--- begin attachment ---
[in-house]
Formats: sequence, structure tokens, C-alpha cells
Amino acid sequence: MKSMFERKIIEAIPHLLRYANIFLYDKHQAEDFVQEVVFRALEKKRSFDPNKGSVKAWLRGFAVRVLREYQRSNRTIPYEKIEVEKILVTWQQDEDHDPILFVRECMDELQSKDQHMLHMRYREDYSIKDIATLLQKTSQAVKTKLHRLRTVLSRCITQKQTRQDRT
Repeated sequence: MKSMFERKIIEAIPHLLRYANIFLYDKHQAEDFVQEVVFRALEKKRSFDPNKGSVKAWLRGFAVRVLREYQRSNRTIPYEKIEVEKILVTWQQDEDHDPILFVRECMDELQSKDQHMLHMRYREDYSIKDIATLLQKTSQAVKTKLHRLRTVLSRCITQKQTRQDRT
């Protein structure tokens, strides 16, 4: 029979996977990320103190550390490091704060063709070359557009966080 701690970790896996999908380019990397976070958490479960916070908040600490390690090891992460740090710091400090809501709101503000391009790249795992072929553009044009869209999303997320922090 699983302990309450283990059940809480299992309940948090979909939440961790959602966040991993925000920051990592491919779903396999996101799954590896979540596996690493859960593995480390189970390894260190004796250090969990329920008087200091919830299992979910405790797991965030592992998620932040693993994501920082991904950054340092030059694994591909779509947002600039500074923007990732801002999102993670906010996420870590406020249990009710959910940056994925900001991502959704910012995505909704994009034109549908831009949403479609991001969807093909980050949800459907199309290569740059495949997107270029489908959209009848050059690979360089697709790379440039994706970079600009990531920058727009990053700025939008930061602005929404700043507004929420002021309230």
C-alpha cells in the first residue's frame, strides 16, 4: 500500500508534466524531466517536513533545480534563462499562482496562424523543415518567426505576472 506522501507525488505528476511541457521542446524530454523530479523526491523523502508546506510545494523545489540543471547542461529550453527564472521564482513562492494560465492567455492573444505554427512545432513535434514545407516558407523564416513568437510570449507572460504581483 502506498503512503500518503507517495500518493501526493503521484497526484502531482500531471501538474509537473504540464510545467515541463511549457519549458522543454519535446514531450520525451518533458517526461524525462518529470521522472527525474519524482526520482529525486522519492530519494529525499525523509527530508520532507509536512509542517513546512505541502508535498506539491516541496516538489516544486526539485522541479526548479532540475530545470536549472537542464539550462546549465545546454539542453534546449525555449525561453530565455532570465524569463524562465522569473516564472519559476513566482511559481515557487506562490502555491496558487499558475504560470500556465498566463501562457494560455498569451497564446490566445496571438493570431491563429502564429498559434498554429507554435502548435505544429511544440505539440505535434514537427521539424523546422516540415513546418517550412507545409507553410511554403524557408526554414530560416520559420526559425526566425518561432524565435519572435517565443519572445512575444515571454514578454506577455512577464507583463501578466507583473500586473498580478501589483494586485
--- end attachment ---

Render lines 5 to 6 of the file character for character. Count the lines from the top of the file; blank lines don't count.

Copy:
């Protein structure tokens, strides 16, 4: 029979996977990320103190550390490091704060063709070359557009966080 701690970790896996999908380019990397976070958490479960916070908040600490390690090891992460740090710091400090809501709101503000391009790249795992072929553009044009869209999303997320922090 699983302990309450283990059940809480299992309940948090979909939440961790959602966040991993925000920051990592491919779903396999996101799954590896979540596996690493859960593995480390189970390894260190004796250090969990329920008087200091919830299992979910405790797991965030592992998620932040693993994501920082991904950054340092030059694994591909779509947002600039500074923007990732801002999102993670906010996420870590406020249990009710959910940056994925900001991502959704910012995505909704994009034109549908831009949403479609991001969807093909980050949800459907199309290569740059495949997107270029489908959209009848050059690979360089697709790379440039994706970079600009990531920058727009990053700025939008930061602005929404700043507004929420002021309230």
C-alpha cells in the first residue's frame, strides 16, 4: 500500500508534466524531466517536513533545480534563462499562482496562424523543415518567426505576472 506522501507525488505528476511541457521542446524530454523530479523526491523523502508546506510545494523545489540543471547542461529550453527564472521564482513562492494560465492567455492573444505554427512545432513535434514545407516558407523564416513568437510570449507572460504581483 502506498503512503500518503507517495500518493501526493503521484497526484502531482500531471501538474509537473504540464510545467515541463511549457519549458522543454519535446514531450520525451518533458517526461524525462518529470521522472527525474519524482526520482529525486522519492530519494529525499525523509527530508520532507509536512509542517513546512505541502508535498506539491516541496516538489516544486526539485522541479526548479532540475530545470536549472537542464539550462546549465545546454539542453534546449525555449525561453530565455532570465524569463524562465522569473516564472519559476513566482511559481515557487506562490502555491496558487499558475504560470500556465498566463501562457494560455498569451497564446490566445496571438493570431491563429502564429498559434498554429507554435502548435505544429511544440505539440505535434514537427521539424523546422516540415513546418517550412507545409507553410511554403524557408526554414530560416520559420526559425526566425518561432524565435519572435517565443519572445512575444515571454514578454506577455512577464507583463501578466507583473500586473498580478501589483494586485